Critics of global warming often argue that the earth’s temperature has not increased every year. But cooler periods of time may be explained by taking into account the effect of volcanic eruptions, such as the one weâ€™re listening to right now. Iâ€™m Jim Metzner and this is the Pulse of the Planet.
ambience: Volcanic Eruption
Powerful volcanic eruptions can put enough particles into the atmosphere to filter out sunlight and help cool the earth. According to Alan Robock, an associate professor of meteorology at the University of Maryland, the net result of these eruptions would be to mask the effects of global warming.
â€œFrom the beginning of this century, up until about 1940, the climate warmed quite a bit. What probably happened was, this was an unusual period that was particularly free of volcanic dust. There were no large volcanic eruptions for that whole period, so the atmosphere was warming up in response to being clean, when before it had a lot of dust in it.â€
â€œSince the 1940â€™s, the climate stayed relatively constant, and this was a time when there were more volcanic eruptions which were counteracting the warming effect of the greenhouse gases. So volcanoes, which cause cooling, combine with greenhouse gases, which caused warming, (and) had a cancelling-out effect.â€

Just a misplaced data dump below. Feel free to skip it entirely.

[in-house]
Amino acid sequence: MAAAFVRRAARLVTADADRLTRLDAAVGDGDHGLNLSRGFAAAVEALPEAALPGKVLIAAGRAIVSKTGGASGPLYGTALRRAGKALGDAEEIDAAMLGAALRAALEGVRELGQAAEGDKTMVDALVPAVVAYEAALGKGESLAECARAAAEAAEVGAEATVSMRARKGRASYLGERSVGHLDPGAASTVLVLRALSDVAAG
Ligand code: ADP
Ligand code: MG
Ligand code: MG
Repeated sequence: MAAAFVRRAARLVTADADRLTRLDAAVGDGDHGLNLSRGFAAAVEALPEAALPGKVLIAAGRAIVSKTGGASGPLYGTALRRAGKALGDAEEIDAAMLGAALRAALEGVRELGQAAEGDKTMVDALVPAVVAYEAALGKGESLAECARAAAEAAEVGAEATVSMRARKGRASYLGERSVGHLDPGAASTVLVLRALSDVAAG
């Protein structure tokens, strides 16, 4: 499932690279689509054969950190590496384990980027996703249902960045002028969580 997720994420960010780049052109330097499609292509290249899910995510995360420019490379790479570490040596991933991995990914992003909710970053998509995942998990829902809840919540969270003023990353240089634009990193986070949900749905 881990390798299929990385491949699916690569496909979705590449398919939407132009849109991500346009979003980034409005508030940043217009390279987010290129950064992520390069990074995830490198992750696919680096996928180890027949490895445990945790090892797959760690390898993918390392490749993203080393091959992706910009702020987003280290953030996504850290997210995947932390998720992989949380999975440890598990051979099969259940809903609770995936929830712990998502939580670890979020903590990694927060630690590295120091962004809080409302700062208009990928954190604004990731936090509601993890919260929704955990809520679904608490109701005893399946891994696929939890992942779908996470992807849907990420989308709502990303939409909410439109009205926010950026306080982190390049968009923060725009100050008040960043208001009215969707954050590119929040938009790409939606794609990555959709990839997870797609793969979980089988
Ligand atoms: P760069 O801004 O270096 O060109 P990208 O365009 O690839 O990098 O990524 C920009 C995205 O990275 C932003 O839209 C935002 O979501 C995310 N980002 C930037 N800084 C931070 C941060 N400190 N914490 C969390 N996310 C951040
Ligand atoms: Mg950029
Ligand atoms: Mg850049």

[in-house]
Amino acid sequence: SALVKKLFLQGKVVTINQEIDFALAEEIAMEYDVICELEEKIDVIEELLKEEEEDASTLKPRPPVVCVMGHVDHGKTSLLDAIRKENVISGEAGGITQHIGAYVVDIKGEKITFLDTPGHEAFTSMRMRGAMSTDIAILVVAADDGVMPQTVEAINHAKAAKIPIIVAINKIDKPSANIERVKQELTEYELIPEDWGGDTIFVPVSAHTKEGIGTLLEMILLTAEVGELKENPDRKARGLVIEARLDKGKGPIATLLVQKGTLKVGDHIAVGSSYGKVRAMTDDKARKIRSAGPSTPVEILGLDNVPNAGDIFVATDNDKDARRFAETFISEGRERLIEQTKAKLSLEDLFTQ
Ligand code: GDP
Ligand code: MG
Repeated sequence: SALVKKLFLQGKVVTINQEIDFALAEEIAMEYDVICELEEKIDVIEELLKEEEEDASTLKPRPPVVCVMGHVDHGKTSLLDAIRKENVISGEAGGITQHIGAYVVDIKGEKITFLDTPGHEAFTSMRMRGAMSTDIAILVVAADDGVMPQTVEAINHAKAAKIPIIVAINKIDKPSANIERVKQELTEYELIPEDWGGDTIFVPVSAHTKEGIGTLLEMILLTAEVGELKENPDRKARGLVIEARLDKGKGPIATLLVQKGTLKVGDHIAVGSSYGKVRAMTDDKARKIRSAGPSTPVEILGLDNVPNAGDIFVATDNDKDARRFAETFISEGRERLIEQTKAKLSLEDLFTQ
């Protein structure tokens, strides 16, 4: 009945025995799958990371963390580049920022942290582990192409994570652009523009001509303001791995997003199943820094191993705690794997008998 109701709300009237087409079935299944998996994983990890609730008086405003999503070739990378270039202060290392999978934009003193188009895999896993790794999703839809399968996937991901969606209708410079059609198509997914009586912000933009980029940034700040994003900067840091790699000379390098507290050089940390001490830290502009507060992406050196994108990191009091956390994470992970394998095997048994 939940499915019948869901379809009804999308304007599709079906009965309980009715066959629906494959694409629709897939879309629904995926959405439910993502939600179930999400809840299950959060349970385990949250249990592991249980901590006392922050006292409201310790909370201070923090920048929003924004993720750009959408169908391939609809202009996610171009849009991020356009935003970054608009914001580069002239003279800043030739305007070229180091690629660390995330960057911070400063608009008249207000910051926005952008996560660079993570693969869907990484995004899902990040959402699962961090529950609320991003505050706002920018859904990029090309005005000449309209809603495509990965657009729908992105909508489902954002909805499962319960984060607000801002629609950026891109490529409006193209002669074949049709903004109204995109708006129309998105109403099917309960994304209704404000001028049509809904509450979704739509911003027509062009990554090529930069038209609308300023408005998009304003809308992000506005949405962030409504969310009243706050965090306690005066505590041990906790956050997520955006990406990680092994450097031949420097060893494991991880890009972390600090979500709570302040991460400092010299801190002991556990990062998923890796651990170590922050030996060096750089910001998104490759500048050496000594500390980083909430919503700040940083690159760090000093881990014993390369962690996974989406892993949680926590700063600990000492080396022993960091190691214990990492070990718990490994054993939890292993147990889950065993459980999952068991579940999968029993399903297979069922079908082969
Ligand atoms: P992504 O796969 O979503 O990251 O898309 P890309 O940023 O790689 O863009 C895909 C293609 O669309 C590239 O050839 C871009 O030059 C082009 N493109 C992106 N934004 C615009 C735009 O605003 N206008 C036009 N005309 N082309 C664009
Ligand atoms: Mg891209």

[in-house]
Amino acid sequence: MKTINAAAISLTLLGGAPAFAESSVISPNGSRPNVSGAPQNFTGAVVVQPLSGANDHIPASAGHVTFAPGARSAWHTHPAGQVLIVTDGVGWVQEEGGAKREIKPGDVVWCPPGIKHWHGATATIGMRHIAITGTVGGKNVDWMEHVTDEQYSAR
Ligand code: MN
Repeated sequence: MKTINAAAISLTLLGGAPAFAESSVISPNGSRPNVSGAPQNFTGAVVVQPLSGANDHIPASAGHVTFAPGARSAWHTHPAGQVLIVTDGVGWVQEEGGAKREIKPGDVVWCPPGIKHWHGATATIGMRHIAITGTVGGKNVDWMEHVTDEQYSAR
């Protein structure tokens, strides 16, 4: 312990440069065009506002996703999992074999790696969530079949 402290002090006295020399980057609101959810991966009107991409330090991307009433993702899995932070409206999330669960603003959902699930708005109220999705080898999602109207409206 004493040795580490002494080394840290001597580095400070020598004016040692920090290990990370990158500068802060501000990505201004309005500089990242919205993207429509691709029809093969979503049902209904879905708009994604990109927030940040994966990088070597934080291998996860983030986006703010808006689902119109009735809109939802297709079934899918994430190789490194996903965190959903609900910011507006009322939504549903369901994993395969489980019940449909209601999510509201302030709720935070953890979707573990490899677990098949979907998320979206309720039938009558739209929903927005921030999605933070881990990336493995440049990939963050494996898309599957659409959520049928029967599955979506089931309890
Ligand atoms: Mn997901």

Several years in the last decade were among the warmest recorded in a century, but after Mexicoâ€™s El Chichon volcano erupted in 1982, global temperatures cooled for a few years.
â€œI think the temperature of the planet today would be warmer if there hadnâ€™t been the El Chichon eruption of 1982, and hadn’t been other volcanic eruptions. I think the climate change of the last 100 years would probably have been a gradual smooth warming rather than the irregular path that it’s taken.â€
According to Professor Robock,as more and more greenhouse gases accumulate in our atmosphere, global warming will ultimately override the cooling effects of volcanic eruptions.
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